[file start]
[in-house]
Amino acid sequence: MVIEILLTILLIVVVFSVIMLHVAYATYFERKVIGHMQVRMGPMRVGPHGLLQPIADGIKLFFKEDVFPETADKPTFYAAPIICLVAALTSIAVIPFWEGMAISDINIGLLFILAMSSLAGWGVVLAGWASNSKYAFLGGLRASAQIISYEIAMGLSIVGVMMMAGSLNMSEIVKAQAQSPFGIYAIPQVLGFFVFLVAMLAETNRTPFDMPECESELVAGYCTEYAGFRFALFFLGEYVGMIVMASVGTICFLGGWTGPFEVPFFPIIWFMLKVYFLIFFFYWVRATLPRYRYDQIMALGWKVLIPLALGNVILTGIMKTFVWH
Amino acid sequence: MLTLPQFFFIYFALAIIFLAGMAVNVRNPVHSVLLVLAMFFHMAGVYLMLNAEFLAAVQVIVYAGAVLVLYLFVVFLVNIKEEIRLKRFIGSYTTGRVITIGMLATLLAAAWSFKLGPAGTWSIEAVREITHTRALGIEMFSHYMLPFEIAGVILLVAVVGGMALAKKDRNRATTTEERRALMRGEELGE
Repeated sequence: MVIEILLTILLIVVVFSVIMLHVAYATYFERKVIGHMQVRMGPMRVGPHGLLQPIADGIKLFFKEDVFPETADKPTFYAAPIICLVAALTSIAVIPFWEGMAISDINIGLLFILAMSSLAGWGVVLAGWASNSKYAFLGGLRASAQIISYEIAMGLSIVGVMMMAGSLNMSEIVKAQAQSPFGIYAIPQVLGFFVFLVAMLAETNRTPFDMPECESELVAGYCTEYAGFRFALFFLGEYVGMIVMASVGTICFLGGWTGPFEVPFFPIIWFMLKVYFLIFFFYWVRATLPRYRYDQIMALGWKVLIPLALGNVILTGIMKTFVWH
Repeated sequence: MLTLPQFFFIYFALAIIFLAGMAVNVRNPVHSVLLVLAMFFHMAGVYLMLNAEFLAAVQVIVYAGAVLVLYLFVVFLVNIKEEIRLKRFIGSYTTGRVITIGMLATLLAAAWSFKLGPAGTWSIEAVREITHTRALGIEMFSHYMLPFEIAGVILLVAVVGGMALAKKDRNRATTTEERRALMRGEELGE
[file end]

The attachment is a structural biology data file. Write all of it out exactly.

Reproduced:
[in-house]
Amino acid sequence: MVIEILLTILLIVVVFSVIMLHVAYATYFERKVIGHMQVRMGPMRVGPHGLLQPIADGIKLFFKEDVFPETADKPTFYAAPIICLVAALTSIAVIPFWEGMAISDINIGLLFILAMSSLAGWGVVLAGWASNSKYAFLGGLRASAQIISYEIAMGLSIVGVMMMAGSLNMSEIVKAQAQSPFGIYAIPQVLGFFVFLVAMLAETNRTPFDMPECESELVAGYCTEYAGFRFALFFLGEYVGMIVMASVGTICFLGGWTGPFEVPFFPIIWFMLKVYFLIFFFYWVRATLPRYRYDQIMALGWKVLIPLALGNVILTGIMKTFVWH
Amino acid sequence: MLTLPQFFFIYFALAIIFLAGMAVNVRNPVHSVLLVLAMFFHMAGVYLMLNAEFLAAVQVIVYAGAVLVLYLFVVFLVNIKEEIRLKRFIGSYTTGRVITIGMLATLLAAAWSFKLGPAGTWSIEAVREITHTRALGIEMFSHYMLPFEIAGVILLVAVVGGMALAKKDRNRATTTEERRALMRGEELGE
Repeated sequence: MVIEILLTILLIVVVFSVIMLHVAYATYFERKVIGHMQVRMGPMRVGPHGLLQPIADGIKLFFKEDVFPETADKPTFYAAPIICLVAALTSIAVIPFWEGMAISDINIGLLFILAMSSLAGWGVVLAGWASNSKYAFLGGLRASAQIISYEIAMGLSIVGVMMMAGSLNMSEIVKAQAQSPFGIYAIPQVLGFFVFLVAMLAETNRTPFDMPECESELVAGYCTEYAGFRFALFFLGEYVGMIVMASVGTICFLGGWTGPFEVPFFPIIWFMLKVYFLIFFFYWVRATLPRYRYDQIMALGWKVLIPLALGNVILTGIMKTFVWH
Repeated sequence: MLTLPQFFFIYFALAIIFLAGMAVNVRNPVHSVLLVLAMFFHMAGVYLMLNAEFLAAVQVIVYAGAVLVLYLFVVFLVNIKEEIRLKRFIGSYTTGRVITIGMLATLLAAAWSFKLGPAGTWSIEAVREITHTRALGIEMFSHYMLPFEIAGVILLVAVVGGMALAKKDRNRATTTEERRALMRGEELGE